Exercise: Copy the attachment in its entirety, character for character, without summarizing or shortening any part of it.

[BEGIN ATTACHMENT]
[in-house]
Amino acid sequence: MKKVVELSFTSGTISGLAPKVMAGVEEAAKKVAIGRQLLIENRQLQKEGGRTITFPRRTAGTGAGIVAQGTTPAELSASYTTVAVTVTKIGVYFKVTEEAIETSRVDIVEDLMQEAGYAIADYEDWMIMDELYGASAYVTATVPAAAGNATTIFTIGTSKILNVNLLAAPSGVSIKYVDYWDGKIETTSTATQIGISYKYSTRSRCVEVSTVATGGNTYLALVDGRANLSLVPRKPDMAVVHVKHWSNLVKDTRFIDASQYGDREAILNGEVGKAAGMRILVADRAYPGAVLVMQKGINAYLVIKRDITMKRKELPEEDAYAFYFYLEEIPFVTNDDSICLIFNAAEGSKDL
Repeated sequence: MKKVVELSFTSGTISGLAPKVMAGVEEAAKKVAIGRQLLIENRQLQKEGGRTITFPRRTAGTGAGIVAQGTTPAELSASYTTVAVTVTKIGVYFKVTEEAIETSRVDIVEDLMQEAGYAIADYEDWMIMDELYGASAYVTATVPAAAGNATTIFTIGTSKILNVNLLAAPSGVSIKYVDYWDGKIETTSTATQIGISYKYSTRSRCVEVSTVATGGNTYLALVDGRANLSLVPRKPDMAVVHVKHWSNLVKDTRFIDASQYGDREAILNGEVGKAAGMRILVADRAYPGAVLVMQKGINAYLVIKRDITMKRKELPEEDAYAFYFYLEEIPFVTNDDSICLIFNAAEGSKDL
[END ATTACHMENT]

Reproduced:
[in-house]
Amino acid sequence: MKKVVELSFTSGTISGLAPKVMAGVEEAAKKVAIGRQLLIENRQLQKEGGRTITFPRRTAGTGAGIVAQGTTPAELSASYTTVAVTVTKIGVYFKVTEEAIETSRVDIVEDLMQEAGYAIADYEDWMIMDELYGASAYVTATVPAAAGNATTIFTIGTSKILNVNLLAAPSGVSIKYVDYWDGKIETTSTATQIGISYKYSTRSRCVEVSTVATGGNTYLALVDGRANLSLVPRKPDMAVVHVKHWSNLVKDTRFIDASQYGDREAILNGEVGKAAGMRILVADRAYPGAVLVMQKGINAYLVIKRDITMKRKELPEEDAYAFYFYLEEIPFVTNDDSICLIFNAAEGSKDL
Repeated sequence: MKKVVELSFTSGTISGLAPKVMAGVEEAAKKVAIGRQLLIENRQLQKEGGRTITFPRRTAGTGAGIVAQGTTPAELSASYTTVAVTVTKIGVYFKVTEEAIETSRVDIVEDLMQEAGYAIADYEDWMIMDELYGASAYVTATVPAAAGNATTIFTIGTSKILNVNLLAAPSGVSIKYVDYWDGKIETTSTATQIGISYKYSTRSRCVEVSTVATGGNTYLALVDGRANLSLVPRKPDMAVVHVKHWSNLVKDTRFIDASQYGDREAILNGEVGKAAGMRILVADRAYPGAVLVMQKGINAYLVIKRDITMKRKELPEEDAYAFYFYLEEIPFVTNDDSICLIFNAAEGSKDL